PART 3 – FIST, in Cuba, shows solidarity with revolution

 

 

Members of FIST and Workers World Party traveled to Cuba from July 18 to 28 to defy the travel ban and to witness the gains of the socialist revolution. Following is Part 3 of reports from their experience. The previous reports are posted below.

Cuba defends all expressions of sexuality

FIST was invited to the National Center for Sexual Education (CENESEX) on July 24 for a presentation and discussion about the methods undertaken in Cuba to defend the rights of and provide resources to lesbian, gay, bi, and transgender Cubans. CENESEX has been greatly aided in this process by the Cuban Women’s Federation, which has been reaching out to people’s sensitivity as human beings.

CENESEX presented information about their successful efforts to educate Cubans in all walks of life to be sensitive and open to all expressions of sexuality. Unlike the vast majority of political structures in the U.S., this education also targets the police and institutions as well as the population as a whole. Anti-gay and anti-trans violence on the island is now virtually non-existent.

Flags honoring Cuban martyrs at the<br>Anti-Imperialist Tribunal near the<br>Malecón in Havana.

Flags honoring Cuban martyrs at the
Anti-Imperialist Tribunal near the
Malecón in Havana.

FIST photo: LeiLani Dowell

In universalizing their free medical treatment, Cuba provides free transitional surgery and hormones for transgender Cubans. Their efforts towards health care services have been so successful that the rate of HIV infection on the island is nearly 60 times less than in other Caribbean nations!

The FIST delegation presented CENESEX with a framed “Rainbow Solidarity to Free the Cuban 5” poster describing the recent efforts to build the international campaign of solidarity for Cuba inside the LGBTQ movement. Leslie Feinberg, co-chair of the LGBT caucus of the National Writers Union/UAW, author of groundbreaking books “Stone Butch Blues and Transgender Warriors,” and participant in the delegation, presented one of her books to transgender staff members at CENESEX. The gifts were received with warm thanks.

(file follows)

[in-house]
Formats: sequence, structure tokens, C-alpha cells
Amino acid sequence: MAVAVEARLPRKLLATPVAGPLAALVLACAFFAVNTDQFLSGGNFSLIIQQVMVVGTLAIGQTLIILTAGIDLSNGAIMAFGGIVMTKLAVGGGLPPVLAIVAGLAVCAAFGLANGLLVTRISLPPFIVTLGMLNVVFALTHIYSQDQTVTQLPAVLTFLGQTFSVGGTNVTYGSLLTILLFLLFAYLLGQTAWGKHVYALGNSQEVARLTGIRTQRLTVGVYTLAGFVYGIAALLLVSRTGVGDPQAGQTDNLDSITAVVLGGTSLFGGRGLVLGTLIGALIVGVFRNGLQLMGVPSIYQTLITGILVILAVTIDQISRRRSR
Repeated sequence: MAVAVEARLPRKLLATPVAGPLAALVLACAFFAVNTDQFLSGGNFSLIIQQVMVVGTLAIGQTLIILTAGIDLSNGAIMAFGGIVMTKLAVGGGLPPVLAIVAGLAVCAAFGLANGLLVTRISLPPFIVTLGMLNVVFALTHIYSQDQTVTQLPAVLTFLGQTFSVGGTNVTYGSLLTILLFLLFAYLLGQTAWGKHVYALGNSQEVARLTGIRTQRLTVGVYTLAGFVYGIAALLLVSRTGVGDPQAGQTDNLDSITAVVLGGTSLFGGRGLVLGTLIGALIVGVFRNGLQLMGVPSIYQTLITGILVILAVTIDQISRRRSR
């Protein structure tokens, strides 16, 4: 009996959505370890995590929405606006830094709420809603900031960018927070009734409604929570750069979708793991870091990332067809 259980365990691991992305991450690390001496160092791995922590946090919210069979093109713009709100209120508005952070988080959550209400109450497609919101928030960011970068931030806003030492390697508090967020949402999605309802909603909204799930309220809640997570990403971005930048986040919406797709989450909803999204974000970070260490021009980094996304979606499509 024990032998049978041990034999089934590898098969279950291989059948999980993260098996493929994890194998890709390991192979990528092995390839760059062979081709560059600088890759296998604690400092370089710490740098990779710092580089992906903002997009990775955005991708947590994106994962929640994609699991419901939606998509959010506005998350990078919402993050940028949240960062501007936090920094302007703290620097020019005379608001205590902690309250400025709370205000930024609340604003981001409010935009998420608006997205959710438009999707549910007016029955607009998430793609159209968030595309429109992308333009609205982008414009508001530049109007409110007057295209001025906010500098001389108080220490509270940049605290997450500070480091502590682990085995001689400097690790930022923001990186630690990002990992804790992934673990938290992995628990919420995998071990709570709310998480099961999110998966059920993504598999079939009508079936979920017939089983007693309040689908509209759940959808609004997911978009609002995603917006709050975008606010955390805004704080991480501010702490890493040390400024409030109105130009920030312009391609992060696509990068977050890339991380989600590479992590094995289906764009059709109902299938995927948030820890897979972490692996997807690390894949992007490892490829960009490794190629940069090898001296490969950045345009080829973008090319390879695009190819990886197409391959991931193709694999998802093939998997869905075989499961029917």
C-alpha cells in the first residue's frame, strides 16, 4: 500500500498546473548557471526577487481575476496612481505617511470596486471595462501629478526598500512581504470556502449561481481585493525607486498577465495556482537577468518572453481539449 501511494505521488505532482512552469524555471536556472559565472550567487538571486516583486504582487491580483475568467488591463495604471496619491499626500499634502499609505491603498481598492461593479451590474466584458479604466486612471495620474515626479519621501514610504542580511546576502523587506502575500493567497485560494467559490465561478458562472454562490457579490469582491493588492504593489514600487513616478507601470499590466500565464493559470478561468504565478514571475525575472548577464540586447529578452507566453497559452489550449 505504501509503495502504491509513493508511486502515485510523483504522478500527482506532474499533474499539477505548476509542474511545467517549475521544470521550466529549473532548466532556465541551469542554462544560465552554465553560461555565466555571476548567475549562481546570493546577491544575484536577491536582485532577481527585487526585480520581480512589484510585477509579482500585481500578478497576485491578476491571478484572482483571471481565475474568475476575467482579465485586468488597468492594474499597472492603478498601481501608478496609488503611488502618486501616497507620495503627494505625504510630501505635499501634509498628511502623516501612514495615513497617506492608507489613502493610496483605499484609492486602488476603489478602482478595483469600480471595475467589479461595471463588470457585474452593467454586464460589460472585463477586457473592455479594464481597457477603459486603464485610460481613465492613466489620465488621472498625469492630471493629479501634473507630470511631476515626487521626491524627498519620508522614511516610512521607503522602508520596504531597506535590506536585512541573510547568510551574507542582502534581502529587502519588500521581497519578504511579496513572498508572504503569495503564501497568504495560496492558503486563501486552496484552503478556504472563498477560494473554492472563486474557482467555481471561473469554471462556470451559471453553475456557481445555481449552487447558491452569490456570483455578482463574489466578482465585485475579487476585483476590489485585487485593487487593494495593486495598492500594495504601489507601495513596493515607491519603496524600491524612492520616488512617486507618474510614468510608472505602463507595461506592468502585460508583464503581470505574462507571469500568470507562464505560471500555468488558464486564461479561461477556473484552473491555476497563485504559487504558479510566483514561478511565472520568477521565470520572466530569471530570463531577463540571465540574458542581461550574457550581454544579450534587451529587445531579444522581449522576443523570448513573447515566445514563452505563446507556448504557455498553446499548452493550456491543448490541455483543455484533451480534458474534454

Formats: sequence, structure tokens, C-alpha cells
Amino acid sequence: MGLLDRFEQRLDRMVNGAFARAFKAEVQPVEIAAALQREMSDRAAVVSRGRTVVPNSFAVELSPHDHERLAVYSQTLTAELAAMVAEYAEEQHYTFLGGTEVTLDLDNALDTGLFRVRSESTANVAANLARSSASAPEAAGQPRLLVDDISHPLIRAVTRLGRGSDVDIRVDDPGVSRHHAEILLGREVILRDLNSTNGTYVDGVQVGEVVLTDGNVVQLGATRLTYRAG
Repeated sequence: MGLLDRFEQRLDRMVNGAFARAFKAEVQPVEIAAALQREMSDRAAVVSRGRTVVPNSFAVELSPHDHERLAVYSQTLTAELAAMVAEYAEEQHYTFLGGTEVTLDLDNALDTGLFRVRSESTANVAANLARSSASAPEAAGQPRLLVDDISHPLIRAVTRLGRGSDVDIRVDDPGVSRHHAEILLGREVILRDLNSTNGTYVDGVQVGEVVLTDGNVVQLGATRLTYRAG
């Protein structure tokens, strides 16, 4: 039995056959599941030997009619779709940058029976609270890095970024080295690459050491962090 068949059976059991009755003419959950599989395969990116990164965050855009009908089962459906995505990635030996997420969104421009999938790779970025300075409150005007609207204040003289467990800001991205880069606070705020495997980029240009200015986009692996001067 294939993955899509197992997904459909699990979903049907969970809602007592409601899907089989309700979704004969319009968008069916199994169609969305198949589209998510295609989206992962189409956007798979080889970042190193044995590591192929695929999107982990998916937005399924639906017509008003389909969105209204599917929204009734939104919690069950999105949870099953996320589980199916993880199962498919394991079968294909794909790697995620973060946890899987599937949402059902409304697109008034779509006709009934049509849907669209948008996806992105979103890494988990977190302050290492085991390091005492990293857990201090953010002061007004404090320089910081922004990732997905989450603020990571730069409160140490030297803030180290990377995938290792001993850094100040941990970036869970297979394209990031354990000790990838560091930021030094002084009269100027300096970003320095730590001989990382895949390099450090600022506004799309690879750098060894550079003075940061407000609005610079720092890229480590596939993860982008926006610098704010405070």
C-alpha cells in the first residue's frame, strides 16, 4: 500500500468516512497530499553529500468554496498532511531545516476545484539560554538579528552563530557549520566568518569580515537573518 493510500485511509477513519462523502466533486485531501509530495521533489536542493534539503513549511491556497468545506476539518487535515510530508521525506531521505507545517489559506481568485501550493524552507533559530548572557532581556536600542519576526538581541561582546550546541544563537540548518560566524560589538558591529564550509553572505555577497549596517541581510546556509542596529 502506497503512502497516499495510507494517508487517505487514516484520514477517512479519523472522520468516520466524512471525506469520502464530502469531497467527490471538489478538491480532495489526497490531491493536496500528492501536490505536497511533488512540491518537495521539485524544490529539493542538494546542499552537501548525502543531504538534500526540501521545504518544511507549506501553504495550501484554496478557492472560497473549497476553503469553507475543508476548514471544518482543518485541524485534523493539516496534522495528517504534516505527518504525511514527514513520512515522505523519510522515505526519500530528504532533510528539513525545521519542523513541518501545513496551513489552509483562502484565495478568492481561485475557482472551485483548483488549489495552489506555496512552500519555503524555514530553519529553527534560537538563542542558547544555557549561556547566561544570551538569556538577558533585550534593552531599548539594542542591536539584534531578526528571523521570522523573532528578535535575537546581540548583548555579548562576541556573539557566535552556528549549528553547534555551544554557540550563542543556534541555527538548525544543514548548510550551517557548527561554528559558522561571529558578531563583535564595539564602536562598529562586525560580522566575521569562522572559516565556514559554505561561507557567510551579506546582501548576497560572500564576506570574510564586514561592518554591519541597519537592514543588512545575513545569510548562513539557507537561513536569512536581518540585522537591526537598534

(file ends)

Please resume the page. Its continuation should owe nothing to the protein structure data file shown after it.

More about CENESEX can be read at http://www.workers.org/2007/world/lavender-red-107/.

Defending the revolution

On the afternoon of July 25, FIST was invited to visit the Anti-Imperialist Tribunal. Outside the tribunal flew 138 black flags, each with a single white star, honoring the many Cuban lives lost to terrorist acts committed mainly by groups in Miami.

The director of the tribunal gave the delegation a detailed history of the site, which for decades has been designed to politically defend the Cuban revolution against U.S. imperialism. When the U.S. cancelled diplomatic relations with Cuba shortly after its socialist revolution, both the U.S. and Cuba had to go through a third country to house their embassies.

The U.S. and Cuban Interest Sections are housed in the Swedish offices in Havana, adjacent to the Malecón—a famous walkway along the Havana coastline which many Cubans frequent. The U.S. site has been used as a battleground for anti-revolutionary propaganda. The U.S. uses the windows of the fifth floor of this embassy to broadcast a large, bright marquee with slogans meant to undermine the revolution.

With their infinite creativity, the Cubans built the anti-imperialist tribunal right next door, expropriated the embassy parking lot and installed the 138 huge flags to honor their fallen Cubans. When rumors surfaced that Cuba would bomb the embassy they quickly replaced the military personnel surrounding the building with Cuban children, an occupation that could not be viewed as provocative or threatening. The Anti-Imperialist Tribunal now features a memorial commemorating all internationalist freedom fighters, including peoples from the U.S. such as Clara Barton, Henry Reeve, Harriet Tubman, Nat Turner and Malcolm X.

Comités en Defensa de la Revolución